Sleep and Delirium in the ICU: Rest for the Weary?

Aaron B. Holley, MD


October 15, 2018

Quality sleep is critical for recovery from illness. Unfortunately, the hospital tends to be a difficult place to sleep. The intensive care unit (ICU), in particular, poses challenges to optimal sleep. Causes for interruptions and sleep fragmentation in the ICU are well documented and include nursing checks, alarms, shared rooms, excessive light exposure, and effects from underlying illness.[1] Delays in recovery directly attributable to inadequate sleep are difficult to quantify, but likely substantial.

Delirium is also common in the ICU, with prevalence rates approaching 80% in some studies.[2] There is an association between sleep and delirium, but the interactions are complex and incompletely understood.[3,4] Still, interventions to reduce delirium typically target sleep continuity/architecture, sleep duration, and circadian rhythm.

Recently, two randomized controlled trials designed to reduce ICU delirium by improving sleep were published. One used nocturnal infusions of dexmedetomidine, a selective alpha2-adrenergic agonist with sedative properties,[5] and the other used nightly administration of ramelteon, a melatonin receptor agonist.[6] Both claimed reductions in delirium. Interestingly, the dexmedetomidine study found no change in sleep per patient-reported questionnaire[5] and the ramelteon study showed an improvement in sleep per nursing assessment.[6]

Previously published studies have shown both dexmedetomidine[7] and ramelteon[8] impact on sleep and delirium. Dexmedetomidine had never been studied for delirium prophylaxis and ramelteon was studied only for ward patients. Dexmedetomidine has proven to be an effective treatment for delirium once it occurs,[7] and ramelteon reduced delirium for hospitalized ward patients in one, single-center study.[8]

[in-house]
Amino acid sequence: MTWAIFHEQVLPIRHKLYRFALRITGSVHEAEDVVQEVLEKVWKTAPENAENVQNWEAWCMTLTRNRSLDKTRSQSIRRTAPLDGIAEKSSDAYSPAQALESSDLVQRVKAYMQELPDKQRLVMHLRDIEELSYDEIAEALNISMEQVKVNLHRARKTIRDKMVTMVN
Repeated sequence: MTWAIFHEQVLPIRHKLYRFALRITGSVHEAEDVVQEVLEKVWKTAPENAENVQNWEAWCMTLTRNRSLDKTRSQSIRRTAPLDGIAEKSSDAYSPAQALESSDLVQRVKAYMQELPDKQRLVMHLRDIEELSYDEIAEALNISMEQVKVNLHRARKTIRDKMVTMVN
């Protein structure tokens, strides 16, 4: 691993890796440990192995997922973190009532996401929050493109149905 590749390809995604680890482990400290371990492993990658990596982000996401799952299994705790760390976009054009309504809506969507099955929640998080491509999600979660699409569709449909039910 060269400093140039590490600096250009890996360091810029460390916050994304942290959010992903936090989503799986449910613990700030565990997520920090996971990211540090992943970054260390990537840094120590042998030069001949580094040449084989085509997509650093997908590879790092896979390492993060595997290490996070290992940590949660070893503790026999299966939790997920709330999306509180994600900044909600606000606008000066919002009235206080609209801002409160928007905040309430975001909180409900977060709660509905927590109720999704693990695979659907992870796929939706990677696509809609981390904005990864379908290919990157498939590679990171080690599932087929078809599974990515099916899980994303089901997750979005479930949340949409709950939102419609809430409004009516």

These recent studies are exciting because having an impact on sleep and delirium in the ICU should result in improvement in outcomes. In fact, the ramelteon study showed a trend toward a reduced ICU stay for the intervention group.[6]

However, enthusiasm should be tempered by several realities. First, positive ramelteon studies[8,9] have been small, single-center trials. Second, the recently published ramelteon trial[6] relied on statistical manipulations (log transformation of variables) that are valid in certain settings but lack sufficient explanation in their methods section and should give us pause. Third, sleep was poorly tracked in all trials, and the absence of differences between groups in several trials[5,8] denies us the biologic plausibility needed for reassurance that the improvements in delirium are due to the intervention. Last, both ramelteon and dexmedetomidine are expensive, which will limit widespread use.

It is time that we start focusing intently on sleep and delirium in the ICU. I am not entirely convinced that ramelteon and dexmedetomidine are the solution, but both deserve more study. I am also not ready to implement either on a regular basis, but I am closer than I was before these recent trials were published.

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